The no-man’s-land that surrounds the entrance to the Gaza Strip from Israel is a surreal space. Most of the time, it is a hot, flat, quiet place. Tumbleweeds might appear if there was movement in the air and it existed in the Midwest of the United States 200 years ago. But in the Mediterranean of today, the air is still. Only the exposed walk from where the taxi must leave its foreign passenger to the Israeli security point produces a disturbance in the torpor that surrounds this zone.
To convey something of the wrongness of this space, you have to imagine the quiet indolence that attends this entrance to a human cage. Nobody outside shouts. Nobody objects. Nobody notices. Instead, Israeli bureaucrats in uniforms ask their routine questions, examine passports, scroll through computer files, and peer down at visitors with suspicion and disregard, disdain, haughtiness, and boredom—a combination of attitudes difficult to manage but perfected by the Israeli security official. Perhaps not so unlike state officials anywhere. But these are not people being surly as they slowly process drivers’ licenses or grudgingly issue passports. They are maintaining a blockade on a population of 1.8 million people—a crime under international law.
Most of the time Palestinians living in Gaza can go to the corner grocer, buy their kids some milk; they can drive a little ways to their desk job or try to hawk their strawberries and cabbage at the best price in the loudest voice. But whatever they do, they cannot leave Gaza. They can’t get out to Israel or Egypt, or anywhere else. They cannot accept the scholarships to British universities and live out their plans for higher education; they cannot see their aunties in Jordan or New York; they cannot go on business trips or get top-notch chemotherapy or take some vacation days to be Maid of Honor in their best friend’s wedding in Florida. These are humans living in a cage controlled by Israel and ignored by most of the world.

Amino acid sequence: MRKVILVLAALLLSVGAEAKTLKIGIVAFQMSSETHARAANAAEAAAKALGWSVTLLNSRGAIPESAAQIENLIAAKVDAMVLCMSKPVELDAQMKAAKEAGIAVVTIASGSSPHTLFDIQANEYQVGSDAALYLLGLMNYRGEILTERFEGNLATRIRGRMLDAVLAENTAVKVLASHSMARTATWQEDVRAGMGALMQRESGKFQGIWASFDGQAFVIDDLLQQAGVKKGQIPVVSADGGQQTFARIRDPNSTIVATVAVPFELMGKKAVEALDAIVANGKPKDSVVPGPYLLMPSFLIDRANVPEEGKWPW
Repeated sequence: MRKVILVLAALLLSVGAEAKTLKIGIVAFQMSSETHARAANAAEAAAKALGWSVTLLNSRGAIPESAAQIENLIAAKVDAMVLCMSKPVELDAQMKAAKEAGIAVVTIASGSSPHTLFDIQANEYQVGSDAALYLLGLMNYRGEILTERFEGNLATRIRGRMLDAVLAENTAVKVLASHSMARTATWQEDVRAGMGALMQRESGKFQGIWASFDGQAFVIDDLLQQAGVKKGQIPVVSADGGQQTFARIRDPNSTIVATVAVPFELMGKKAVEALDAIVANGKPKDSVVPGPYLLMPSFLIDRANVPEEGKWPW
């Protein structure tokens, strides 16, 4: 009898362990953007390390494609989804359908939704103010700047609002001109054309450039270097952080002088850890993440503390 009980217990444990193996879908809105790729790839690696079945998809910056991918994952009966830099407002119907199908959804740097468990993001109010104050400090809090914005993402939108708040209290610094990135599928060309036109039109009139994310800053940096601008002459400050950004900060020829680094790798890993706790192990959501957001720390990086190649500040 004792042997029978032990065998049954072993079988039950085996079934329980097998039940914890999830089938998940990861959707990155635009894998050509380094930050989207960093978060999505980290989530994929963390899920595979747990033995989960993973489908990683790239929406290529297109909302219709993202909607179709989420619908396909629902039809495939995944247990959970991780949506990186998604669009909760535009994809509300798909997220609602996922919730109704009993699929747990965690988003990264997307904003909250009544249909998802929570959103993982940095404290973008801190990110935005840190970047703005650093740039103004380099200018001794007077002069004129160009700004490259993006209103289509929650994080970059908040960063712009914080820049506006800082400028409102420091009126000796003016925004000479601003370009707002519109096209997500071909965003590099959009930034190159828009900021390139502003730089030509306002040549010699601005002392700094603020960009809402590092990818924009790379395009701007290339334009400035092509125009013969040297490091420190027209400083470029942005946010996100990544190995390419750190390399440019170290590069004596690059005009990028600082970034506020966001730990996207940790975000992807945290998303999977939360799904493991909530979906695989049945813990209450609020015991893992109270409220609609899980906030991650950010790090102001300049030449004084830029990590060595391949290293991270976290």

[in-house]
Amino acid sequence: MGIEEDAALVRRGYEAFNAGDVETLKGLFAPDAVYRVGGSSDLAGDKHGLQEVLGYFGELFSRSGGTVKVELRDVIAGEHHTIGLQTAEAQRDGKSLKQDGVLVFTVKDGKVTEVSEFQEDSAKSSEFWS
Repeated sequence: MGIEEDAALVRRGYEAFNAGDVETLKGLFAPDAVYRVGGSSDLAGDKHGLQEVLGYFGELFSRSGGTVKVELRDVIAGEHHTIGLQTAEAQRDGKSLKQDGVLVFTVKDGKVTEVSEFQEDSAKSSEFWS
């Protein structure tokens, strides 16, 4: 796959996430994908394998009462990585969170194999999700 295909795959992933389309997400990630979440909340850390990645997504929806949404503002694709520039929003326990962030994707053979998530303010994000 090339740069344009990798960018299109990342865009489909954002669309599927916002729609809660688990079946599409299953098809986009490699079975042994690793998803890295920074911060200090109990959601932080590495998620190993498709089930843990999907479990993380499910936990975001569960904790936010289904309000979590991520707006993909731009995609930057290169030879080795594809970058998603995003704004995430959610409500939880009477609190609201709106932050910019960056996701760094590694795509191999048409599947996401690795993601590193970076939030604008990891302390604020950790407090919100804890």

1.8 million live patrolled and contained like this—that’s about the population of Hamburg, or Detroit in its heyday. It is difficult to convey the utter wrongness of this city-sized prison-house to someone who has not experienced or witnessed the daily indignities and frequent atrocities of the occupation. Only the pinnacle of human creativity could help one imagine it. It needs a Jim Jarmush film-set, with lighting that’s not quite right, where strange things happen, things are somehow off, and nobody seems to notice. And a melting Dalí clock—to convey the slow creep of time when every day brings more of the same caged existence with no apparent hope for escape. Only Hannah Arendt’s moral clarity and Graham Greene’s sardonic, slicing prose could adequately condemn the banality of this evil, the routinization of the occupation’s violence and the calm general acceptance of the humiliations it inflicts on so many people. Maybe Shakespeare could pierce the fog of obfuscating propaganda anddisinformation that spews forth from the governments so intent on justifying this unjustifiable human cage (Israel, the United States, Egypt, for example).
Our lazy swilling of government propaganda, our silence in the face of these wrongs is inexcusable, because the facts are all there for the knowing, all clearly laid out. Human rights organizations, humanitarian workers, the United Nations, journalists, scholars have documented with care and in detail the many dimensions of injustice that shore up the Israeli occupation and holds 1.8 million residents of Gaza hostage. They have been telling us for almost half a century about the ways military occupation crushes Palestinian lives, and corrupts Israeli society. And we have known for a quarter of a century that Palestinians’ lives have been curtailed even further, their prospects dwindling day by day.
Their fate, their horizons of movement and maybe of imagination, have been steadily shrinking since 1987, when Israel began to impose the regime of strict separation, cutting the Gaza Strip off from the West Bank and the rest of the world. Year by year, means of egress were reduced, made more arbitrary; a bureaucratic system of “permits” was imposed, and even individuals holding such permission were not always allowed through. Palestinian students from Gaza were entirely banned from going to the West Bank, and travel between the two territories became impossible for most. Fewer and fewer foreigners were allowed in to witness the slow suffocation of the people of Gaza. The election of Hamas to lead the Palestinian government in 2007 made easier an even tighter siege on “The Strip,” a 10km wide and 45km long sliver of land. Materials as diverse and dangerous as gravel, needles, chocolates, and crayons were also banned.